Streetwise Professor

April 13, 2016

You Can’t Handle the Truth! Censoring Politically Inconvenient Research at the CFTC

Filed under: Commodities,Derivatives,Economics,Energy,Exchanges,Politics,Regulation — The Professor @ 2:29 pm

I had missed that the CFTC’s Office of the Inspector General had found that the Office of the Chief Economist had “prohibited relevant but potentially controversial research” on position limits. According to the OIG, during a routine interview with a CFTC staff economist, without being asked, the economist told the OIG that s/he had been prevented from doing research on position limits. According to the OIG, “several OCE economists identified position limits as an example of a topic on which economic research is no longer permitted.” One said: ”you can’t write a report on something that destroys three years of (CFTC) work.”

The basic conclusion is damning:

Several other economists confirmed their impression that OCE is now censoring research topics that might conflict with the official positions ofthe CFTC. Some ofthis censorship occurs on the part ofindividual staffeconomists themselves-when selecting potential topics, they now choose non-controversial ones. However, multiple OCE economists also reported that the Chief Economist has declined to permit research on certain topics relevant to the CFTC mission, including position limits.

Some OCE economists expressed uncertainty as to the purpose of OCE’s research program if the Office is prevented from studying topics relevant to current CFTC rulemaking. Yet OCE economists reported that the Chief Economist has rejected or delayed research paper topic ideas if tey were related to pending rulemaking or could challenge the validity of agency regulations. One OCE economist described the policymaking process as one in which a decision is made and then analysis is done in a fashion designed to support the decision. There is a perception within OCE that the ChiefEconomist is “more Commission-friendly,” and that he discourages research that might offend Commissioners.

During “multiple” discussions with the OIG, the Chief Economist at first admitted that this was so, then backtracked:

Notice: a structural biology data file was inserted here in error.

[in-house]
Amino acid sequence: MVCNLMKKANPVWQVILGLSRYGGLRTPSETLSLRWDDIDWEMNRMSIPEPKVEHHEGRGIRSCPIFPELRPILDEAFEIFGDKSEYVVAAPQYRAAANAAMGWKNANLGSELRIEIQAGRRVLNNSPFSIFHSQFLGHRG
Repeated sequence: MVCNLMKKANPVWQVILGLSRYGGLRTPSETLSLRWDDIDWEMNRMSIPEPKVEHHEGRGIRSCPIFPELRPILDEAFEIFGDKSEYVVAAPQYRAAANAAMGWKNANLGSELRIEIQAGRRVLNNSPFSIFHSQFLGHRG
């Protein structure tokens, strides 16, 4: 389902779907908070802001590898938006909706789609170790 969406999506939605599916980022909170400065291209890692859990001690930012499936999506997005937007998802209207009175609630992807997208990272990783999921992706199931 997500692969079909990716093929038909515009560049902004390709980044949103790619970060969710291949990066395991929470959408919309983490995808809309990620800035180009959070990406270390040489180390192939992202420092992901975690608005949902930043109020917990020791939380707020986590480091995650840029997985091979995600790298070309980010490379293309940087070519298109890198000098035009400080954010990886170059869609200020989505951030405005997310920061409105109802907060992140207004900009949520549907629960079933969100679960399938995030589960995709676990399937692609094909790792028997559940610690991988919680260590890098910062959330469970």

He agreed that he had initially rejected a research proposal on position limits on the basis that it was politically controversial. The Chief Economist later stated his belief that the CFTC did not have the data or the in-house expertise to do this project in any event. The Chief Economist explained that this was a matter of discretion, and that he did in fact permit research into politically controversial topics. He provided an example ofresearch into high-frequency trading and instances ofself-trading. When asked, the Chief Economist agreed that the Chairman actively supported this line ofresearch. The Chief Economist also stated that he wanted to be able to take to the Chairman and Commissioners anything he or OCE did.


Chairman Massad has recently rejected the OIG’s conclusion, the statements of multiple staff economists, and the initial gaffe (i.e., truth telling) by the Chief Economist. It wasn’t politics, you see. It was priorities:

“Our Office of the Chief Economist has many excellent economists, the morale there is very good and the work they produce is very good. They often produce things that might conflict with the views I have and the views other commissioners have, but we don’t have any kind of political screen on what we do,” said Massad, testifying before the Senate Committee on Appropriations on April 12.

“We do have, however, priority setting. It’s a small division and we must set priorities. We can’t always have a staff person just do the research they would like to do, as opposed to research we really need to focus on. That’s the only way in which we focus their work,” he added.

To state the obvious: priorities are inherently political. The statement about priorities therefore does not refute the belief of the staff economists that the decision to forbid research on position limits was ultimately political.

Chairman Massad’s assertion also is flatly inconsistent with the opinions expressed by multiple individuals, including his own Chief Economist (before he got his mind right, anyways). Thus, there is certainly a widespread perception in the OCE that permissible research means politically correct research. Either this perception is correct, or Chairman Massad has done a poor job of communicating to the economists the criteria by which research resources are allocated.